At one hour twenty-five minutes, Clemons informs headquarters that “Unless we can be reinforced we should be withdrawn.” He is informed that battalion headquarters does not have the authority to order withdrawal or reinforcement. The scene segues back to Panmunjom, and the paradox unfolds. The Chinese and U.S. troops battle over a piece of ground that has meaning only symbolically, as a bargaining tool during the negotiations. An American Admiral (Carl Benton Reid) notes of the Chinese negotiators that “These aren’t just Orientals, they’re communists.” The fight has become a test of wills; men die as “politicians” continue the impasse. The Chinese will expend human lives just to claim Pork Chop Hill, yet admit it has no real value to them. The question is whether Americans will do the same. The sad answer appears to be yes, because this Korean soil has become emblematic of nation and home. The enemy there threatens the security and values of home.
Near the end, Clemons is heard in a voiceover, comparing the battle to those commemorated at Bunker Hill and Gettysburg. This battle will not be commemorated, yet the men who fought there know what they have done: “Millions live in freedom because of what they did.” Ironically, within the U.S., the war in Korea became known (or unknown) as the Forgotten War. Sadly, as Koreans continue to struggle toward reunification, for portions of that population, freedom remains elusive.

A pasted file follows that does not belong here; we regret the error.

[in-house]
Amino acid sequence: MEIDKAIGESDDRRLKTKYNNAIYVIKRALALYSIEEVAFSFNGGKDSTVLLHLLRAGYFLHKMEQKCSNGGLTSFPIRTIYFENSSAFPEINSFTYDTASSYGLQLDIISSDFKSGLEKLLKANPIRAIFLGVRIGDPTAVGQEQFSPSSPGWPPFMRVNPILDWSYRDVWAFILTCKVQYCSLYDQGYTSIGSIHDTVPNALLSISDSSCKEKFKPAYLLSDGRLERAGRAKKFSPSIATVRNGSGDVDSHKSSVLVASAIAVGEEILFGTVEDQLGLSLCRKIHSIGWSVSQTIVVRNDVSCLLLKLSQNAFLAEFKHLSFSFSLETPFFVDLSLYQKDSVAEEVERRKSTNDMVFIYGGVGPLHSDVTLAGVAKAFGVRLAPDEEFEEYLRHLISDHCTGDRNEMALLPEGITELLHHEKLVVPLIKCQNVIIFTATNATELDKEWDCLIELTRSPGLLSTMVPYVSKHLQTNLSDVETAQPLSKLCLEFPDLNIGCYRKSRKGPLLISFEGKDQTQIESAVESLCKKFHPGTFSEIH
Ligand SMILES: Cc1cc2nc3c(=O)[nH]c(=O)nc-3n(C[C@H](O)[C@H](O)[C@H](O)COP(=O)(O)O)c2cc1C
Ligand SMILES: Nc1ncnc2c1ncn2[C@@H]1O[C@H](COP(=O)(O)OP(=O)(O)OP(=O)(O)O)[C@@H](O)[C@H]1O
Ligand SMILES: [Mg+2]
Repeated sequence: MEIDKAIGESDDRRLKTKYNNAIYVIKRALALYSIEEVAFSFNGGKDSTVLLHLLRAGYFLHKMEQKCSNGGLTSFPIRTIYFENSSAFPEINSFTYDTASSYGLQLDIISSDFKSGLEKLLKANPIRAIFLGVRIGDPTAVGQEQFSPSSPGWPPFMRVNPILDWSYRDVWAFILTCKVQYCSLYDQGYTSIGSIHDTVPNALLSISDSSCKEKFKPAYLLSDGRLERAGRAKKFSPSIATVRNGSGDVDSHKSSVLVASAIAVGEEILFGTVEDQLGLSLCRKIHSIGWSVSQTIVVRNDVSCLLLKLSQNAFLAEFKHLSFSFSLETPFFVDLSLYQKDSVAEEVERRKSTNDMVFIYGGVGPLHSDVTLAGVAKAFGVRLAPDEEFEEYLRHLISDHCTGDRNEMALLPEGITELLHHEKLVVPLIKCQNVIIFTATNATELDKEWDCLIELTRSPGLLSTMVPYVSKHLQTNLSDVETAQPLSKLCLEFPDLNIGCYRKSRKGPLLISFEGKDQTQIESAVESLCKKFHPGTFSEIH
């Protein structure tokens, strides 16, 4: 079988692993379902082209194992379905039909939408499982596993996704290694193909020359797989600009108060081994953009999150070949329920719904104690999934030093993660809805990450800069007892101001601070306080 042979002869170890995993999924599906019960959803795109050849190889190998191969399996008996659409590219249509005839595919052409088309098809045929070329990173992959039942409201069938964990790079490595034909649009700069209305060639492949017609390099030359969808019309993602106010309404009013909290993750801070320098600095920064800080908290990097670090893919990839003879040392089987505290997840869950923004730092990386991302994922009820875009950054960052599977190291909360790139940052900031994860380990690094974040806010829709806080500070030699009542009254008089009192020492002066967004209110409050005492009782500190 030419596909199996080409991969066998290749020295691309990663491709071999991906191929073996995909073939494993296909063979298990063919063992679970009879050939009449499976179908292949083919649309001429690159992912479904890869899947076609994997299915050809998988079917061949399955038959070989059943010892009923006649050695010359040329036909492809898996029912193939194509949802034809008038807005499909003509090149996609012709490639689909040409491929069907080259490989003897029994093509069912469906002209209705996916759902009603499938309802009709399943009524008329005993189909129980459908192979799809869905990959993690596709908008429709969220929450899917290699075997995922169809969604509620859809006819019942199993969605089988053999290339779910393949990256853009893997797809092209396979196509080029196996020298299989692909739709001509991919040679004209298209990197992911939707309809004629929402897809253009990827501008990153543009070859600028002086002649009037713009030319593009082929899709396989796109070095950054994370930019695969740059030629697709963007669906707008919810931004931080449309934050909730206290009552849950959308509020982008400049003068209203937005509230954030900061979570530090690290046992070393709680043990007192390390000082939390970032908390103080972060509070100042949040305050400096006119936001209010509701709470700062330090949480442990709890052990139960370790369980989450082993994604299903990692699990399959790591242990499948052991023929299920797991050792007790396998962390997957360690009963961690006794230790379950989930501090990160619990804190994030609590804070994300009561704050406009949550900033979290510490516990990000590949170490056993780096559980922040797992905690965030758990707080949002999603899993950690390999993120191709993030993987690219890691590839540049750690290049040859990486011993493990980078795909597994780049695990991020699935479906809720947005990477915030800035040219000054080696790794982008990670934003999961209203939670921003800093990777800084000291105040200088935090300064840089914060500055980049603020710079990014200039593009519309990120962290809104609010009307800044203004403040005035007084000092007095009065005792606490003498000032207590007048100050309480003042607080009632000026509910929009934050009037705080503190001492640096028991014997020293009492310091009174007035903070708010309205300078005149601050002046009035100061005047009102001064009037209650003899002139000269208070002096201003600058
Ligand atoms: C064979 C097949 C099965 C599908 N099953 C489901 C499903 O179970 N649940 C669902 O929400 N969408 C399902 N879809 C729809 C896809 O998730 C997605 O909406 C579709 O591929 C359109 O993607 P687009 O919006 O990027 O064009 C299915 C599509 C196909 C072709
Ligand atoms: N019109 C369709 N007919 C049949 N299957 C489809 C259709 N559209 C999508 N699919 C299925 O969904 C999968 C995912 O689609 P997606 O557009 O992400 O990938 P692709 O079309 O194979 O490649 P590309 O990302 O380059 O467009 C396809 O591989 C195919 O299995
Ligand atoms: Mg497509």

These films present themes that move beyond the Korean War. Consider the following questions with regard to current issues in international relations.
1. How do these films depict America’s role in the world?
2. How are other nations represented?
3. How might these films have cautioned against or supported U.S. engagement in Vietnam?
4. What human rights should be extended to prisoners of war?
5. In what ways did national alliances complicate or escalate this war?
6. How has the inconclusive armistice shaped modern day circumstances in the two Koreas?
1. How does it depict the relationship between Koreans and Americans?